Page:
Can we say that $\sqrt{2}=2/(2/(2/(\dots )))$?

We have

$\varphi =1+\frac{{\textstyle 1}}{{\textstyle \varphi}}=1+\frac{{\textstyle 1}}{{\textstyle 1+\frac{{\textstyle 1}}{{\textstyle \varphi}}}}=1+\frac{{\textstyle 1}}{{\textstyle 1+\frac{{\textstyle 1}}{{\textstyle 1+\frac{1}{\varphi}}}}}=\cdots $

(with $\varphi $ being the Golden Ratio)

Which gives us the confirmed infinite fraction

$\varphi =1+\frac{{\textstyle 1}}{{\textstyle 1+\frac{{\textstyle 1}}{{\textstyle 1+\frac{{\textstyle 1}}{{\textstyle \ddots}}}}}}$

We also have

$\sqrt{2}=\frac{{\textstyle 2}}{{\textstyle \sqrt{2}}}=\frac{{\textstyle 2}}{{\textstyle \frac{{\textstyle 2}}{{\textstyle \sqrt{2}}}}}=\frac{{\textstyle 2}}{{\textstyle \frac{{\textstyle 2}}{{\textstyle \frac{{\textstyle 2}}{{\textstyle \sqrt{2}}}}}}}=\cdots $

So by analogy we can deduce that

$\sqrt{2}=\frac{{\textstyle 2}}{{\textstyle \frac{{\textstyle 2}}{{\textstyle \frac{{\textstyle 2}}{{\textstyle \frac{{\textstyle 2}}{{\textstyle \vdots}}}}}}}}$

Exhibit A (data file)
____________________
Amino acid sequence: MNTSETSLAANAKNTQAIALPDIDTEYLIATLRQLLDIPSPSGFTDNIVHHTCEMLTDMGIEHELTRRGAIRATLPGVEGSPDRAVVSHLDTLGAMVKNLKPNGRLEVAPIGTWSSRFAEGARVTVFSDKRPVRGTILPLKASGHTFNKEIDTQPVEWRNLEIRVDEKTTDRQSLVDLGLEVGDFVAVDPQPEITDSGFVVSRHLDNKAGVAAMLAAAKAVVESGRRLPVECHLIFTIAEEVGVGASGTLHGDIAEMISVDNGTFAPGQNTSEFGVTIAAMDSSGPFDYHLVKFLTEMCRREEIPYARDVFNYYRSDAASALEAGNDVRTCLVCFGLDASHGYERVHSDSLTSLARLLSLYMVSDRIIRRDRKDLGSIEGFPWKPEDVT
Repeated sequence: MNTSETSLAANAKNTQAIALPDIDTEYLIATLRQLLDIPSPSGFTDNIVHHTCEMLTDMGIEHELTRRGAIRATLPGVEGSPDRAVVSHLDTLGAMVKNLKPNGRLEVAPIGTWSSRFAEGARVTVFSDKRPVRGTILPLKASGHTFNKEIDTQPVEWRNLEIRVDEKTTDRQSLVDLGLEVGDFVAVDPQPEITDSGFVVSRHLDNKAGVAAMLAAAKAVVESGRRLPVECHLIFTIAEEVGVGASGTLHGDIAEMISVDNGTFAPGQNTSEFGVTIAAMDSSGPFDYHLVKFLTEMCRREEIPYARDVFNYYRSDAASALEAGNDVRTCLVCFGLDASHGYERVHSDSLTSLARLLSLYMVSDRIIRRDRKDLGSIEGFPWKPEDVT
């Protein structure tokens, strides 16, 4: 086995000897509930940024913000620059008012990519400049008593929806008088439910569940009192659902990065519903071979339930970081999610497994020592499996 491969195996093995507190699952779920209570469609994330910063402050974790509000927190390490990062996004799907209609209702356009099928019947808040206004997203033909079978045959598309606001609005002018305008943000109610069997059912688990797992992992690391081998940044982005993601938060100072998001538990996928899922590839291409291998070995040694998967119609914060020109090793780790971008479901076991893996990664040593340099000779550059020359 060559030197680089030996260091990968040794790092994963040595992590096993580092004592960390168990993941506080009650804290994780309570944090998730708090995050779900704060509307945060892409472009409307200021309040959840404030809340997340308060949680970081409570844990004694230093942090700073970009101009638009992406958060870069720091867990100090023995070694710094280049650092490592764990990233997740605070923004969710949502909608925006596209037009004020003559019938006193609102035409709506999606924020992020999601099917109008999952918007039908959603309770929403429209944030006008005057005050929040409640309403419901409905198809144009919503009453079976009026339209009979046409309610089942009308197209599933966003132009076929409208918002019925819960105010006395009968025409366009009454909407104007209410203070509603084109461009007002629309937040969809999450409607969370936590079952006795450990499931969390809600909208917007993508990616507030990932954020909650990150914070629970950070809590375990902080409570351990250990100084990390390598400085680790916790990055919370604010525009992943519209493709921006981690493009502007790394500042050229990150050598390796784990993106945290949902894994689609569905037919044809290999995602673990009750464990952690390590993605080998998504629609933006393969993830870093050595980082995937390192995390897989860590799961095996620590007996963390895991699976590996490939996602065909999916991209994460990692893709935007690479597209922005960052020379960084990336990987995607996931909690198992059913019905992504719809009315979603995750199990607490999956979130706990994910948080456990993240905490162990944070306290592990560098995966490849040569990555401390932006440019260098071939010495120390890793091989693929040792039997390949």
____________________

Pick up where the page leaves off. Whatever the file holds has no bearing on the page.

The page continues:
The sequence $({a}_{n}{)}_{n\in {\mathbb{Z}}^{+}}$ such that ${a}_{1}=\sqrt{2},{a}_{n+1}=\frac{2}{{a}_{n}}$ gives $\underset{n\to +\mathrm{\infty}}{lim}{a}_{n}=\sqrt{2}$, so indeed the representation should be correct.

Everywhere on the Internet that I see a continued fraction of $\sqrt{2}$, it is

$\sqrt{2}=1+(\sqrt{2}-1)=1+\frac{{\textstyle 1}}{{\textstyle 1+\sqrt{2}}}=1+\frac{{\textstyle 1}}{{\textstyle 2+\frac{{\textstyle 1}}{{\textstyle 1+\sqrt{2}}}}}=1+\frac{{\textstyle 1}}{{\textstyle 2+\frac{{\textstyle 1}}{{\textstyle 2+\frac{{\textstyle 1}}{{\textstyle 1+\sqrt{2}}}}}}}=\cdots $

Why haven't I seen the representation $\sqrt{2}=2/(2/(2/(2/\dots )))$ mentioned, and see the above used instead? Is something wrong about my representation?

I would say it isn't mentioned because it is not useful: you cannot approximate $\sqrt{2}$ using the representation, unlike you can using the above one (which you can do by removing $\frac{1}{1+\sqrt{2}}$ n any member).